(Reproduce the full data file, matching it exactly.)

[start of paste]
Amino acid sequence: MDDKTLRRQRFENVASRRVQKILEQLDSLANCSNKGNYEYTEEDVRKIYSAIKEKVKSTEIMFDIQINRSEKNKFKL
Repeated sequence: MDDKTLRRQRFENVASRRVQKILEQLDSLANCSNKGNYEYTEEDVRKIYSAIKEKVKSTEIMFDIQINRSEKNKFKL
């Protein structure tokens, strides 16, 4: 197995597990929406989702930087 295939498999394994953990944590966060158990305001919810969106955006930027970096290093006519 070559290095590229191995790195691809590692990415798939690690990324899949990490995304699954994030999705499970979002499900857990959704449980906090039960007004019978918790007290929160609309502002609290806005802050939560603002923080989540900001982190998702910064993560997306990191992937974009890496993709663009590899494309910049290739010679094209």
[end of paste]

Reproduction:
Amino acid sequence: MDDKTLRRQRFENVASRRVQKILEQLDSLANCSNKGNYEYTEEDVRKIYSAIKEKVKSTEIMFDIQINRSEKNKFKL
Repeated sequence: MDDKTLRRQRFENVASRRVQKILEQLDSLANCSNKGNYEYTEEDVRKIYSAIKEKVKSTEIMFDIQINRSEKNKFKL
């Protein structure tokens, strides 16, 4: 197995597990929406989702930087 295939498999394994953990944590966060158990305001919810969106955006930027970096290093006519 070559290095590229191995790195691809590692990415798939690690990324899949990490995304699954994030999705499970979002499900857990959704449980906090039960007004019978918790007290929160609309502002609290806005802050939560603002923080989540900001982190998702910064993560997306990191992937974009890496993709663009590899494309910049290739010679094209």